three charms in a year

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Luck comes in threes. And I believe it’s mostly good luck, not bad luck. This year alone I finally had the time to publish three new open-source projects (one of them is as part of Sencha Labs) at the beginning, middle, and end of the year. The first in line is PhantomJS, the headless WebKit… Read more »

most tweeted

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This year alone, Sencha blog corner hosts around 190 blog posts of assorted topics, anything from product announcements, basic learning guides, HTML5 scorecards, to web technologies highlights. The winning blog posts, in terms of how many tweets they got (at the time of this writing), are listed here: 635 Understanding Hardware Acceleration on Mobile Browsers… Read more »

introducing esprima: blazing-fast javascript parser

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In a nutshell, Esprima (esprima.org) is a JavaScript parser written in pure JavaScript. In the near future, it will expand itself to something even more cooler, but as of now it’s just a parser. It uses the common recursive descent approach. The main parsing routine is not machine generated, everything is written by hand. The… Read more »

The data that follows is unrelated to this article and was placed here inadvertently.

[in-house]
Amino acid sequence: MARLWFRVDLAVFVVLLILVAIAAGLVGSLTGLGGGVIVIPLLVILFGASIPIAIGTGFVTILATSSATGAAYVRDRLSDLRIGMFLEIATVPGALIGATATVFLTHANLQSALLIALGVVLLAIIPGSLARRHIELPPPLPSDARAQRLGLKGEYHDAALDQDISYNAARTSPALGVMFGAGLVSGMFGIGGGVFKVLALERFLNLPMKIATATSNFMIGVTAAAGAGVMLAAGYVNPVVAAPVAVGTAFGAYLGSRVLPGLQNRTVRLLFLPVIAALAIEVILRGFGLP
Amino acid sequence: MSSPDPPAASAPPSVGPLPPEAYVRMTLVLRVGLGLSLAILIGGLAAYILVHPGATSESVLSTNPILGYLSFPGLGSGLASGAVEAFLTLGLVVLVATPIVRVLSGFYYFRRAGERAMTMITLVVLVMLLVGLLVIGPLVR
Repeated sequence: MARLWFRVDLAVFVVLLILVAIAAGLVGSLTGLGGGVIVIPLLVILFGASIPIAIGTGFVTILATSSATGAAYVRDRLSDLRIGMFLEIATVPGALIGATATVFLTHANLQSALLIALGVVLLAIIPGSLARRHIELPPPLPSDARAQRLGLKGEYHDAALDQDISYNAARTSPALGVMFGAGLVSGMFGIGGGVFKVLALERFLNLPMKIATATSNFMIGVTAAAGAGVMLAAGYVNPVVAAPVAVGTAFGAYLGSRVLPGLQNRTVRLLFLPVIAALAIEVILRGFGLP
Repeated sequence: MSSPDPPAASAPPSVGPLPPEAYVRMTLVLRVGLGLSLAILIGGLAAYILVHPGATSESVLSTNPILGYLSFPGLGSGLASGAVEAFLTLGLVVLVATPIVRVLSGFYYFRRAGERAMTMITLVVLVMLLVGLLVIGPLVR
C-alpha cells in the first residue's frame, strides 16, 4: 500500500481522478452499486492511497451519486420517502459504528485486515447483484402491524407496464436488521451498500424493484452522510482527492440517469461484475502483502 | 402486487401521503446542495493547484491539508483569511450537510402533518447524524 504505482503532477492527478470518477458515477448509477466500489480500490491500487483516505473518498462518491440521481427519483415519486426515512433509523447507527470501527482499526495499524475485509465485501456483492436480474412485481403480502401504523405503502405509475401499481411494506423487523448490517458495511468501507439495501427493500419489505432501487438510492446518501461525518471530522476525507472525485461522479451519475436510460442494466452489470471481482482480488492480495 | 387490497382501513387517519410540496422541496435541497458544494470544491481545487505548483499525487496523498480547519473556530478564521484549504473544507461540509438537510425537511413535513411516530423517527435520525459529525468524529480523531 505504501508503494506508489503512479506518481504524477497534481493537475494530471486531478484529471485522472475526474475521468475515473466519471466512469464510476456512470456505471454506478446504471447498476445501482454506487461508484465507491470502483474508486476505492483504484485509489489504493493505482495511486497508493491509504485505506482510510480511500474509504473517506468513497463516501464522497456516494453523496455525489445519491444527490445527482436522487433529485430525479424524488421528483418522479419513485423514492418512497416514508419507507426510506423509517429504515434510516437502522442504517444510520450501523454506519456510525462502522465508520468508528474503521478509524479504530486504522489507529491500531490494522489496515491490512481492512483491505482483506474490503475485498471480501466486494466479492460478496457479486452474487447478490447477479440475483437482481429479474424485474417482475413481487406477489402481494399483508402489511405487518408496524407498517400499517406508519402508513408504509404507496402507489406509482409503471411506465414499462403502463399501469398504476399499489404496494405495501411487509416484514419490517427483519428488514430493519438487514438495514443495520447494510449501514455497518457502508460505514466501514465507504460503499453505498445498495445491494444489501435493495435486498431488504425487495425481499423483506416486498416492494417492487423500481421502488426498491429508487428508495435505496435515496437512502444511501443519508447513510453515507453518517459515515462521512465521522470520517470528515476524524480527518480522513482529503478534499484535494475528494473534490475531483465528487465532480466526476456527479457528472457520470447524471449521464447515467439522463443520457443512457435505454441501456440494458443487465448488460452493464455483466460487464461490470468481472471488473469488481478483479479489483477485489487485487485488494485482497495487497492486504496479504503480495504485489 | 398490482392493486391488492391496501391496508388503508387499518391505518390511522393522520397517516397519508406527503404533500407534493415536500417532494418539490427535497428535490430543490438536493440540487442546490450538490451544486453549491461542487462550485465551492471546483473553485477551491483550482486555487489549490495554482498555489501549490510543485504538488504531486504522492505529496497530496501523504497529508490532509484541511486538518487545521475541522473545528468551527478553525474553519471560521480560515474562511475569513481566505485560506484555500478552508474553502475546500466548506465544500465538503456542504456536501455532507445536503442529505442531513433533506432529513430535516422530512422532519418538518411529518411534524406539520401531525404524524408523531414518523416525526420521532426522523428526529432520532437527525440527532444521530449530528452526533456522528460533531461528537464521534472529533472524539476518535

typical ofi #50

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Last week, WebGL Camp #4 was held at the main office of Mozilla in Mountain View downtown. Nicolas has written an excellent wrap-up. Slides are getting uploaded, recorded video will be available some time in the future. Such a camp always works as a reminder that if you aren’t yet excited about WebGL, maybe this… Read more »

living with prepaid smartphones in the states

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For foreigners or new residents, getting a working cell phone in the United States often means going through some confusing (and sometimes also painful) steps. First, get the phone, i.e. the device itself. Second, get the service plan for the phone. While GSM is dominating in most parts of the world, US is still using… Read more »